Fighting for Security in Mexico

Between the “Alternatives” and the Right Way

by | Jan 28, 2012

The “fight for security” is a priority in Mexico today. Photo by Lorne Matalon.


The last time I collaborated with ReVista I wrote the introduction of an edition dedicated to Latin America’s Year of Elections (Spring/Summer 2006). In those days, the most important academic efforts around Latin America focused on elections, ballots and voters. Consolidation of democracy appeared to be the only issue on Latin America’s agenda, perhaps because it was an imminent priority. Five years later, the main subject of the academic discussion is “the fight for security.”

The evolution of drug trafficking organizations, the changes of the illegal market, the debate around regulation of drug consumption, even explanations about violence are increasingly filling academic—or non-academic—journals. I celebrate that many people are trying to understand this very complex phenomenon nowadays because it is the most important challenge that our region has today.

In this article, I describe some alternatives Latin American governments apparently have in order to deal with this problem. But first, it is necessary to define clearly the kind of crime we are trying to neutralize; it will then be easier to show why not all the alternatives lead us towards the right path on the way to a genuine, long-lasting security. Therefore, I’ll review some of the factors that explain the transformation of drug trafficking into organized crime in the Mexican case.


The change from drug trafficking to organized crime

Until the 1980s, Mexican drug trafficking was mostly the business of some producers of marijuana and poppy seed usually exported to the United States. Business changed dramatically during the 1980s and 1990s, due to several transformations affecting the entire drug market.

The closure of the Caribbean route for drug trafficking (between the 1980s and early 1990s) managed to diminish the flow of most cocaine produced in Colombia, but this policy did not avoid great quantities of cocaine traveling through Mexican territory. Consequently, a large number of producers that had been exporting marijuana to the United States joined the international trans-regional drug trafficking scheme that sent South American cocaine through Mexican territory into the United States.

Colombian cartels started paying Mexican organizations not only in cash but in kind; thus, an increasing amount of cocaine crossing towards the United States stayed in Mexico, generating a real domestic market in the country. The existence of such a market implies a deep transformation of crime. What used to be just international trafficking with no need for territorial control and almost no confrontation with domestic authorities became a violent race to control routes and territories for distribution.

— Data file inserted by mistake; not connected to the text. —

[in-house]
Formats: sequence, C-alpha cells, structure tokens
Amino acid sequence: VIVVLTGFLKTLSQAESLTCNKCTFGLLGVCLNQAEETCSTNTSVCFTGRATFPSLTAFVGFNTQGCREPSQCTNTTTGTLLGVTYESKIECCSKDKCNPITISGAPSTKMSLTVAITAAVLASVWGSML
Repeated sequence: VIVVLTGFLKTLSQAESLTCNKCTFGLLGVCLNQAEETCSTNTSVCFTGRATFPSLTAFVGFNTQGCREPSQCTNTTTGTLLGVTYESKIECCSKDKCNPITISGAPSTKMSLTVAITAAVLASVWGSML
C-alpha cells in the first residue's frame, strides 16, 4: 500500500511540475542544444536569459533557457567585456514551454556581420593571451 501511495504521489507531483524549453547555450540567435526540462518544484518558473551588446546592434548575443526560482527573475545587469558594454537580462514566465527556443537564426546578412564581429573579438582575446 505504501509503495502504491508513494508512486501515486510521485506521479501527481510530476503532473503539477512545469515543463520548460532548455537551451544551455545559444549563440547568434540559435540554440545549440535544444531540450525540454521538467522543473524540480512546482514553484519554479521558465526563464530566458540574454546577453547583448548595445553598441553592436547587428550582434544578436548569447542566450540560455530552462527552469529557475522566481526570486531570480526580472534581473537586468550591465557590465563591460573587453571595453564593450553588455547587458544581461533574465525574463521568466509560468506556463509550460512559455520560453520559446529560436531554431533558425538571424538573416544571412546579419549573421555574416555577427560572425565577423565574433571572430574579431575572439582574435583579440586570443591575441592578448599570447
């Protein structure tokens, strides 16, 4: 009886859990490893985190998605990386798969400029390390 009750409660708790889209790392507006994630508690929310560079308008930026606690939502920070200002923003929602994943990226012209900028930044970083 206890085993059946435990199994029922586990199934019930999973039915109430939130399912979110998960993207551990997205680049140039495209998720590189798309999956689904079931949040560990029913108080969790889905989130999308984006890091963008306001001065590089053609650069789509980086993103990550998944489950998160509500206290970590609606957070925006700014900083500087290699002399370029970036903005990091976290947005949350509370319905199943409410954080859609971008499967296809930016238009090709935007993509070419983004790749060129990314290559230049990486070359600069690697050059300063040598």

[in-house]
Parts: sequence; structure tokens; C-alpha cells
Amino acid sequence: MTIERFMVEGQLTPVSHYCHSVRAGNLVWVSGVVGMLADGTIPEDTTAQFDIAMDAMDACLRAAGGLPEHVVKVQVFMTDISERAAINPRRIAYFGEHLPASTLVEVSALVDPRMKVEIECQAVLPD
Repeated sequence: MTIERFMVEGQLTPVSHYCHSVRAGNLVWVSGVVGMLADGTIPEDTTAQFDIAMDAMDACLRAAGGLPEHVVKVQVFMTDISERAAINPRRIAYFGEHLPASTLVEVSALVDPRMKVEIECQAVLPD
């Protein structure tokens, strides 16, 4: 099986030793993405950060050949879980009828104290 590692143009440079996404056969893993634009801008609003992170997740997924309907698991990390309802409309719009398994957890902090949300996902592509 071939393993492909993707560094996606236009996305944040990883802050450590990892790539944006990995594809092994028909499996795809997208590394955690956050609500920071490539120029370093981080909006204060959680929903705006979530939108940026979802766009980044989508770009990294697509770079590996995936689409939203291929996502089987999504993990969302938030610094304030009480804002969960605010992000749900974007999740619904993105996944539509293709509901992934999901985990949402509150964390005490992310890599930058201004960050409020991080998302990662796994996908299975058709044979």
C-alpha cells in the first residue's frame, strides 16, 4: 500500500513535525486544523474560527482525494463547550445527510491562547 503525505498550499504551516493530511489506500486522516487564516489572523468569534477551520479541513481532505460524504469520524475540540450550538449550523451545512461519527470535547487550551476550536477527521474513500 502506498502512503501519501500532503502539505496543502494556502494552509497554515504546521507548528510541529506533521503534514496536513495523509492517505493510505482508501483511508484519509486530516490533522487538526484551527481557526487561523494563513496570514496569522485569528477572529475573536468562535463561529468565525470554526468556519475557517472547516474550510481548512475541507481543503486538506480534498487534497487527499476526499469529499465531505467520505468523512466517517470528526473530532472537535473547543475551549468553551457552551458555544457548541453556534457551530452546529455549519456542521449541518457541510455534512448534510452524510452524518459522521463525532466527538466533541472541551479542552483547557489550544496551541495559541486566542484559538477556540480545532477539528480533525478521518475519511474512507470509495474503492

The new face of business made it indispensable for cartels to have distribution networks, and beyond, to co-opt, corrupt, or inflict fear upon local security authorities in order to guarantee the distribution of their products. It also explains the diversification of business: if the cartels had already assumed the costs of crime, their incentives to add extortion, kidnapping or human trafficking to their list clearly increased. 
In addition, during those years efforts to improve and transform institutions were not successful enough. The absence of investment and little attention paid to local police institutions generated a structural damage, making them incapable of confronting changes in organized crime. 

To complete the scene, the expiration of the assault-weapons ban in the United States generated an arms race between criminal organizations that made their disputes more and more violent (see Public Safety and Recreational Firearms Use Protection Act:

Thus, while cartels were becoming stronger and more complex, local security institutions not only lacked improvement, but were progressively being weakened and damaged by this phenomenon.

President Felipe Calderón took office facing a hard scenario: more powerful criminal organizations, increasing criminal rates, weak local institutions, defective laws, and a damaged social fabric. His choice among the alternatives was definitely a structural transformation, but had he really many options?


The alternatives don’t come easy

One key element regarding organized crime is the set of alternatives both government and society have to face. The first and most important decision to be made by authorities is whether to take action on the matter or simply ignore it. The answer may seem obvious and simple, particularly given the state´s fundamental obligation to provide security to its citizens. Unfortunately, acknowledging the problem of criminal gangs and taking the appropriate action is not always the most popular choice. Many governments have washed their hands of the problem because there seems to be too much at stake with no immediately visible reward.